Cannabinoids Present a Challenge to the DEA
A new challenge to the DEA: are cannabinoids all dangerous?
In a new development, the DEA has recently enacted a rule establishing coding for marijuana derivatives such as CBD. In response to this measure, Denver’s Hoban Law Group, which represents the Hemp Industries Association, Centuria Natural Foods, and RMH Holding LLC, has filed a judicial review action against the DEA. They claim that the agency overstepped its bounds and will put a booming hemp industry, along with the many products and derivatives hemp offers at risk.
Bob Hoban, in an interview with The Cannabist magazine claimed that legalization has started an “economic and agricultural revival” and that the ruling puts economic and scientific gains made by cannabis and hemp companies at risk.
In their defense, the DEA said the code numbers used for tracking marijuana, hemp, and their derivatives would assist agents in the tracking of materials for research and would assist users and producers alike in complying with treaty provisions.
In response, Hoban’s petition wants a judicial review on the basis that the action is inconsistent with various laws, including the Agricultural act of 2014 and the farm bill by effectively hindering hemp-producing farmers. What Hoban and his plaintiffs want is a scheduling action for marijuana, which at this point is a stretch considering the large amount of lawsuits that have already been filed (and dismissed) around the point of rescheduling marijuana.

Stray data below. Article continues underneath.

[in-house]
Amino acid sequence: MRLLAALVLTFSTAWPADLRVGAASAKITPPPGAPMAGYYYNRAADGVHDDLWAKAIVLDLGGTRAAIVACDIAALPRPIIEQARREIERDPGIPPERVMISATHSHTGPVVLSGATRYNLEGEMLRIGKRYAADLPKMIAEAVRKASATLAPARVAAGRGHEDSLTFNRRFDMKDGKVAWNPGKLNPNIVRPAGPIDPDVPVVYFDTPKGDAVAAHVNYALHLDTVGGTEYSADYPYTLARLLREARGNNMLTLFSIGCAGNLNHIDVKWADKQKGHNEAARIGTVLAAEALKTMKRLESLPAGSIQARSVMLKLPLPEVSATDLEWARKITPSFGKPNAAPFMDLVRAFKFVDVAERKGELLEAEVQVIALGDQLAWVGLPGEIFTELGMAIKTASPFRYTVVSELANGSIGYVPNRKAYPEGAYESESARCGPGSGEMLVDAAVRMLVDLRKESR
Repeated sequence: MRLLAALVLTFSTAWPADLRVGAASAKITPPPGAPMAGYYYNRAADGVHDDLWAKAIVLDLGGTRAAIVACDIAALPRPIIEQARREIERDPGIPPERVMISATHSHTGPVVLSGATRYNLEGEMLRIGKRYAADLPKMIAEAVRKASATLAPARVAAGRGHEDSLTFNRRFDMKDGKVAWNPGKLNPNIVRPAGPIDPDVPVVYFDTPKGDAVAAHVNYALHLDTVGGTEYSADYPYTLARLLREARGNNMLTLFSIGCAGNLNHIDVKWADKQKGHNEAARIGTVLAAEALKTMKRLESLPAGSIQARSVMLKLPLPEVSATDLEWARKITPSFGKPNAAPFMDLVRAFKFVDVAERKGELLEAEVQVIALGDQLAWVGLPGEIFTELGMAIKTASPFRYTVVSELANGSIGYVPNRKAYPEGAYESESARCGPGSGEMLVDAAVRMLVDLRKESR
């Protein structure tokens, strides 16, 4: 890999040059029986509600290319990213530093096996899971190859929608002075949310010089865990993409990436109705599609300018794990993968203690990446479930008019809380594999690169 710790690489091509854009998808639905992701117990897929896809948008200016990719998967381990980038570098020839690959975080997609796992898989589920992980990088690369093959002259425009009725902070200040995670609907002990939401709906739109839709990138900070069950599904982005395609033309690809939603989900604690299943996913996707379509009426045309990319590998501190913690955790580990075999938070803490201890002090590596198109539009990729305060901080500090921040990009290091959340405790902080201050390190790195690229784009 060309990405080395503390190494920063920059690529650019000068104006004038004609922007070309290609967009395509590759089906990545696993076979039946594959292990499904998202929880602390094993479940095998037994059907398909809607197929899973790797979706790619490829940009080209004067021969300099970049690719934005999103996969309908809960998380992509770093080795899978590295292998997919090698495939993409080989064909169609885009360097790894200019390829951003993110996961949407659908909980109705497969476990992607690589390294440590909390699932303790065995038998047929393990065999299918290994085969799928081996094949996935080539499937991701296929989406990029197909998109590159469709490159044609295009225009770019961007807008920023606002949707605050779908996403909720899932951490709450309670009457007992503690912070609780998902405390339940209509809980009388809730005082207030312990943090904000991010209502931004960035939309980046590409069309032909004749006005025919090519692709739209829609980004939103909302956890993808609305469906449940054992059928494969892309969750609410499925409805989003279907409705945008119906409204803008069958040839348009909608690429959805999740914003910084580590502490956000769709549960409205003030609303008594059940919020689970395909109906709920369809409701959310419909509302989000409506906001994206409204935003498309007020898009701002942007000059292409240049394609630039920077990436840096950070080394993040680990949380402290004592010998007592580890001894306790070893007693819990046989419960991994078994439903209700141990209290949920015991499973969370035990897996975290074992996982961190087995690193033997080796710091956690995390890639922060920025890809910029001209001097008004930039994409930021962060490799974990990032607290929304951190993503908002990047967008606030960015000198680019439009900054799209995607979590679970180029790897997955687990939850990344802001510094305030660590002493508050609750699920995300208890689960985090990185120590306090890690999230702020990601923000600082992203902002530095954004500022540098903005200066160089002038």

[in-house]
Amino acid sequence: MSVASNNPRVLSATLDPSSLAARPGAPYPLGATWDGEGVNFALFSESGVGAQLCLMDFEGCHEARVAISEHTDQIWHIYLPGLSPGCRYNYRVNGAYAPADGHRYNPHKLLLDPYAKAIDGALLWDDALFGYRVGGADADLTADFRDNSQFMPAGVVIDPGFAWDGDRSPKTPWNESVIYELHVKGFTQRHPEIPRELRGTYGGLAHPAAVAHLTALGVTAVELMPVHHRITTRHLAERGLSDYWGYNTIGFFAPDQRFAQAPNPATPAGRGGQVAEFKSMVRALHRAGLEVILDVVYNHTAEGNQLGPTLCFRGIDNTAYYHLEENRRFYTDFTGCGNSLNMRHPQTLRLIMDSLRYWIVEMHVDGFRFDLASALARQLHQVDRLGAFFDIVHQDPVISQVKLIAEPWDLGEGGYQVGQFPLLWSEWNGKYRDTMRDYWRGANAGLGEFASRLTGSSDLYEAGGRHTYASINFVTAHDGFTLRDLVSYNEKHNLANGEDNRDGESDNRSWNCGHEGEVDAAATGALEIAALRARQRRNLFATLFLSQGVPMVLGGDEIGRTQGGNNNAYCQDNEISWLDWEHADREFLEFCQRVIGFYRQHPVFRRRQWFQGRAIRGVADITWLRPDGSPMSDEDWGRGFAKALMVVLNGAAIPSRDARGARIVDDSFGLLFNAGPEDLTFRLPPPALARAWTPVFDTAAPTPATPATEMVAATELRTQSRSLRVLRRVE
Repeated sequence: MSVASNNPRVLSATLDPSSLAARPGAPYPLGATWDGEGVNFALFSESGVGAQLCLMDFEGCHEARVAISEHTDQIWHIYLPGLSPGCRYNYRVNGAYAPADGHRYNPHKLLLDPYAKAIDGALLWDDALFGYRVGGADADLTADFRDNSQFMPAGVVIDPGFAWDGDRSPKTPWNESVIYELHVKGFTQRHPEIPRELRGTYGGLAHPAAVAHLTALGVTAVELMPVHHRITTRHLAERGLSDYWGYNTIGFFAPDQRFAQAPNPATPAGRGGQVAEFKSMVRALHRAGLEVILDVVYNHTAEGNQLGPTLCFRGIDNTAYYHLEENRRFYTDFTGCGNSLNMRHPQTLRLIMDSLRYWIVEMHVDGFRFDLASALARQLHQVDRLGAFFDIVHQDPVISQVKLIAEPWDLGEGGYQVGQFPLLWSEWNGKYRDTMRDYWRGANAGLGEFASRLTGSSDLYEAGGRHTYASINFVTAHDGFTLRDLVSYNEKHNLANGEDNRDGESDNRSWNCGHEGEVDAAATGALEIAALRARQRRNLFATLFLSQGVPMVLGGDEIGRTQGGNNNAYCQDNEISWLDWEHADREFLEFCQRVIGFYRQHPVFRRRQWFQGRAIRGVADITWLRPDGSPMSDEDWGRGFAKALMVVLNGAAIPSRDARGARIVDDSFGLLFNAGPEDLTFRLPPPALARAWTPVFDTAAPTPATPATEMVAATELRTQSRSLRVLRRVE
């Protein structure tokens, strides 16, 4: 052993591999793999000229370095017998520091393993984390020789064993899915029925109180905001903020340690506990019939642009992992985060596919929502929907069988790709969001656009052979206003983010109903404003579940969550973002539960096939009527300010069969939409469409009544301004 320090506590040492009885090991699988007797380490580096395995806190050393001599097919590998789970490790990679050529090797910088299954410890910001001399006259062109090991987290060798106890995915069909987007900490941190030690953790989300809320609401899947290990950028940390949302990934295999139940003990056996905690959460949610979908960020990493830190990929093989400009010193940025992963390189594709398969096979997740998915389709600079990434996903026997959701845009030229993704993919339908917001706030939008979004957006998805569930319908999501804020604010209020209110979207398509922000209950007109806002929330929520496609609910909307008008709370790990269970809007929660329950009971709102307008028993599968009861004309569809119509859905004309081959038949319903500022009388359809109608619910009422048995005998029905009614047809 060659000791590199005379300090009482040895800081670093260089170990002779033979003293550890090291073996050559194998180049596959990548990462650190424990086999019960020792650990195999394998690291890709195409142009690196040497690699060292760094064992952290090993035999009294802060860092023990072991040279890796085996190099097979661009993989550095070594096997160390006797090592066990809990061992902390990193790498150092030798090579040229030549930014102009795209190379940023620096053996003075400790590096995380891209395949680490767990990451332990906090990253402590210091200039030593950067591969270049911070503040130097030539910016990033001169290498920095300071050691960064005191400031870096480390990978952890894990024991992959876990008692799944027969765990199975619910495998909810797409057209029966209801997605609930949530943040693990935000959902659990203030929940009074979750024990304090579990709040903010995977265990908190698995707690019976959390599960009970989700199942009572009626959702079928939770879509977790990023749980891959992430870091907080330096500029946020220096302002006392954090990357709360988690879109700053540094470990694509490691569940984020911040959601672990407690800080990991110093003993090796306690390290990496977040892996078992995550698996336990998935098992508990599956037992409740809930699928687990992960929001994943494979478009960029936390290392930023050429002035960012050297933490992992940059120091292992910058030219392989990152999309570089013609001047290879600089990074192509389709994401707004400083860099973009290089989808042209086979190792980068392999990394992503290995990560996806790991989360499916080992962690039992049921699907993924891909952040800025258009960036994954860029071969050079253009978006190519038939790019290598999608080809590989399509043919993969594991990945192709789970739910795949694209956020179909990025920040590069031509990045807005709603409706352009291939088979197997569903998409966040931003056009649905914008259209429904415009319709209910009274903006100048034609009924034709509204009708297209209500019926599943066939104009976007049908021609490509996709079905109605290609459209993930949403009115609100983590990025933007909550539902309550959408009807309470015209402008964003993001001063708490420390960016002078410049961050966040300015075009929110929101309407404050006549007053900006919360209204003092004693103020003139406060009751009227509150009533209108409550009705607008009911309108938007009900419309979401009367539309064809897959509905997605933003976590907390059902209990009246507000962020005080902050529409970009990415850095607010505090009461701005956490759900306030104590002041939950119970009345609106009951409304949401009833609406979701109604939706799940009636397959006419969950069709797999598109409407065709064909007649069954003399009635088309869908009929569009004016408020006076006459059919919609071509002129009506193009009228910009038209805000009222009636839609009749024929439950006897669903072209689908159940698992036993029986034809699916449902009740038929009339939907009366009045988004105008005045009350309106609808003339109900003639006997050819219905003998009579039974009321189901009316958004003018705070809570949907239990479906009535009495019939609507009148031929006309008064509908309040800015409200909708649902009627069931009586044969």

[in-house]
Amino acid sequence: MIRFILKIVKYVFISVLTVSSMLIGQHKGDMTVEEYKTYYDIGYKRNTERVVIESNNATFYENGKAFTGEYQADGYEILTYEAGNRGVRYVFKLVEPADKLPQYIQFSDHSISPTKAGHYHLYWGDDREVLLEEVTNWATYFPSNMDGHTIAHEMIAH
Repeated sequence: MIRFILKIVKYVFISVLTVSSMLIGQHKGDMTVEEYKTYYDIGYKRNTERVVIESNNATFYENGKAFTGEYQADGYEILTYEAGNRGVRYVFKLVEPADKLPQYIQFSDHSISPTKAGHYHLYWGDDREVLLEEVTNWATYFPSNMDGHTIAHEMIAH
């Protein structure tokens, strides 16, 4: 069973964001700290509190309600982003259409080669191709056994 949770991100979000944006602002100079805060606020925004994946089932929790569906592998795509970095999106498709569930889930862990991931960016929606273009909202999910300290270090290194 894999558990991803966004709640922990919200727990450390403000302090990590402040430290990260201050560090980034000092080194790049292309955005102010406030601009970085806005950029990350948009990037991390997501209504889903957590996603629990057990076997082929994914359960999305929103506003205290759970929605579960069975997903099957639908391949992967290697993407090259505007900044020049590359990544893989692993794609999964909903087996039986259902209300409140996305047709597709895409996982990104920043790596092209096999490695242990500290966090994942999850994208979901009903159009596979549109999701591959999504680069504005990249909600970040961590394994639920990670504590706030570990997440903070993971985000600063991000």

The rule essentially creates a new drug code, including cannabinoids as controlled substances that Hoban states is in direct violation of the Controlled Substance Act. Hoban’s attorneys wrote, “Specifically, the final rule dictates that the mere presence of cannabinoids, which are not controlled substances, is the determinative factor of whether a compound is a marijuana extract. The lawyers continue to argue that the rule would over broadly define ‘marijuana extract’ grouping many compounds that have been show to do little harm to humans from consumption.
The DEA later responded to Hoban’s lawsuit, claiming it to be “groundless” and that the farm bill did not remove industrial hemp from the list of controlled substances. The statement goes on to say that hemp is exempt from the law provided they are not used for human consumption. Certain products that were exempt include paper, rope, clothing, industrial solvents, and birdseed.
Overall, the confusion between consumers, growers, and the DEA continues with this latest ruling and has frustrated many in the cannabis community. However, these tactics by the DEA are routine in a country that continually disregards the benefits cannabis could have in our communities and in our country as a whole.